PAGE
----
In the mean time, I can always retreat into worlds of my own creation. This is where Dungeons and Dragons comes in to play. To be honest, I only started playing Dungeons and Dragons about 3 years ago even though I have been creating worlds in my head all of my life. However, I have been interested in playing it for a long time, starting from the time I found a World of Warcraft themed Sword and Sorcery book.

Since high school, I have constructed a massive world of sword and sorcery. It began with the story of a teenager and his friends growing up and adventuring around a world that I generated as I went. Over time, I created and developed 13 human nations and their governments. I created the world and its history. I developed the world’s religions, pantheons and gods. I also developed the worlds magic and the way that it works. Recently I even made a rather in-depth map for the world. This was all done before I DMed my first game of Dungeons and Dragons, but by having players explore the land I was able to come up with new ideas and bring the world to life.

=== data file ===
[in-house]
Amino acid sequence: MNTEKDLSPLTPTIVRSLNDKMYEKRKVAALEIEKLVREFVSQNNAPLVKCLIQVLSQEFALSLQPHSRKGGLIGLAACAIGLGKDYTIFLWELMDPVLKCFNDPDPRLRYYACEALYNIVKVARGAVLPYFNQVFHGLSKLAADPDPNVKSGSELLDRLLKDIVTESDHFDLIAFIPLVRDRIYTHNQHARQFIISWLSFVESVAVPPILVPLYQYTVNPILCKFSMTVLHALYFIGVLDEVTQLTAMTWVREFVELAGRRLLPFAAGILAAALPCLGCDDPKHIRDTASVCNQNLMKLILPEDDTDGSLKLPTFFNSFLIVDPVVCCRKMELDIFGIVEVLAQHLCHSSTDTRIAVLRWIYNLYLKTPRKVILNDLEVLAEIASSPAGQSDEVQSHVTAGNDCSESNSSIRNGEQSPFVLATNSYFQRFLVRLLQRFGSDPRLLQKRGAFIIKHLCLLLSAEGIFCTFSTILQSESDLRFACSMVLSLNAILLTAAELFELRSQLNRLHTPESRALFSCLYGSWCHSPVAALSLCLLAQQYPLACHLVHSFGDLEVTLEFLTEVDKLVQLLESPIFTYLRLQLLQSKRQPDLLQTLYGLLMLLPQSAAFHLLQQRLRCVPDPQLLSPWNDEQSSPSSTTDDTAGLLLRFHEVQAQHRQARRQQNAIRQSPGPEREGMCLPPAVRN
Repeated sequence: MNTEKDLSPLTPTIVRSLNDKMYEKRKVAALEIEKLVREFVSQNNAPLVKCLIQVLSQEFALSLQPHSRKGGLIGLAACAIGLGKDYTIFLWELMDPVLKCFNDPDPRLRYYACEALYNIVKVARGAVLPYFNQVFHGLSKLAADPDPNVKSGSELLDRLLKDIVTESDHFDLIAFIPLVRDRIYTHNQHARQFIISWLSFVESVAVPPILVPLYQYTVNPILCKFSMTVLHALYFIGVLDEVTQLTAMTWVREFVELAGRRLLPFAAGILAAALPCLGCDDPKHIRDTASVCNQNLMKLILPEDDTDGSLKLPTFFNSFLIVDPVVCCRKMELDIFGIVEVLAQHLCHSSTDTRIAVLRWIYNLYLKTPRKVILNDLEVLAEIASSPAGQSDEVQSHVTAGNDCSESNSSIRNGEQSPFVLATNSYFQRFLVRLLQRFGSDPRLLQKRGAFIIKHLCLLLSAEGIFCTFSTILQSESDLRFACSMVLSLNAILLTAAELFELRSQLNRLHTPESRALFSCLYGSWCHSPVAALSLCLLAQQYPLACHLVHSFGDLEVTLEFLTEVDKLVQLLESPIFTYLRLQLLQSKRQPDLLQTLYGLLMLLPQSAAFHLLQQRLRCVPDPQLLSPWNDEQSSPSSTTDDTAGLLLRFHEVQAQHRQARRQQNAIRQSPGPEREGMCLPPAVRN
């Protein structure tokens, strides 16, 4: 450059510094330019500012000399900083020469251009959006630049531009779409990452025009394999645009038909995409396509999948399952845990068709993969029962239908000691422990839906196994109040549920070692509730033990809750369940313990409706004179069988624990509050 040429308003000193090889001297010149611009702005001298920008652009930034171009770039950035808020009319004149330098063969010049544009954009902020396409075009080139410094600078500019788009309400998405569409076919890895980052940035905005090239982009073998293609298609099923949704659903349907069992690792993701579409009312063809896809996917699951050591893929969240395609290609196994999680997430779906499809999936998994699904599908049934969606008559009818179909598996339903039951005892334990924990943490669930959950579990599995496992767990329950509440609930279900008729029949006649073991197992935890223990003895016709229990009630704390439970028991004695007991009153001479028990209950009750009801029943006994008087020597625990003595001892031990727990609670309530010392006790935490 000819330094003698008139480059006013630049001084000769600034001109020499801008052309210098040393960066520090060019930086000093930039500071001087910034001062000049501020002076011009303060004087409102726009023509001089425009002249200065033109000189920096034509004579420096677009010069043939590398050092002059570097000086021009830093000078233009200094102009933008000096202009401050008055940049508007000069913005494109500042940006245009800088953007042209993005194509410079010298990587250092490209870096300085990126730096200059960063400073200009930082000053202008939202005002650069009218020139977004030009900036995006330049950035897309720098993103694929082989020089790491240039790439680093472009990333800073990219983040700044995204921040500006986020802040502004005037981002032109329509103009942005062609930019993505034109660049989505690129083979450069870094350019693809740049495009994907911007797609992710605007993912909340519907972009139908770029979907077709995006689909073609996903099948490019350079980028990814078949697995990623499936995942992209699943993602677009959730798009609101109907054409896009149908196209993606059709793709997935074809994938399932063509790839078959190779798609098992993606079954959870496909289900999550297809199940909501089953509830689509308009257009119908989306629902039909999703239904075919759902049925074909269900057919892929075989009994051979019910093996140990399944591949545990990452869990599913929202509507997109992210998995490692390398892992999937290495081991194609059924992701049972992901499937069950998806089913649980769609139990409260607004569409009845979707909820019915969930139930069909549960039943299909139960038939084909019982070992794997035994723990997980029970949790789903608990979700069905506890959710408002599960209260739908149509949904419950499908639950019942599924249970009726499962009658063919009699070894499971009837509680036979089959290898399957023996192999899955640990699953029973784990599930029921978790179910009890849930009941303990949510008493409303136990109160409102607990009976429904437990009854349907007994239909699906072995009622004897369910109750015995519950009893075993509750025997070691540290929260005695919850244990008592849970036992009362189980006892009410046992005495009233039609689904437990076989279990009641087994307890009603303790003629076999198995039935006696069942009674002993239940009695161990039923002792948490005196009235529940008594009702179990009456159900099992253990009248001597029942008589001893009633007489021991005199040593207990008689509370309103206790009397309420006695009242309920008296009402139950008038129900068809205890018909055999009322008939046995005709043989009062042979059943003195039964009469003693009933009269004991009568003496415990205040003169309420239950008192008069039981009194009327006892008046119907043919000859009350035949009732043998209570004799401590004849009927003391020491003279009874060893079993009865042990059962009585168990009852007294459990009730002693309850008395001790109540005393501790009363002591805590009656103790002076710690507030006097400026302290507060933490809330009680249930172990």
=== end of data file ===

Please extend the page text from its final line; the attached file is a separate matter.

Hidden in the world are my ideas, sprinkled here and there. Take for instance the kingdom that I will refer to as The Mirrored Kingdom (in order to protect my identity behind the oeruli mask). According to those who live outside, the Mirrored Kingdom is filled with vile sorcerers, worshippers of evil gods, and only the scummiest of rogues and thieves. Its people are known for dabbling in forbidden arts such as necromancy and blood magic. The outside world views the Mirrored Kingdom with suspicion and disgust, and often they wonder how it is even possible for such a society to exist.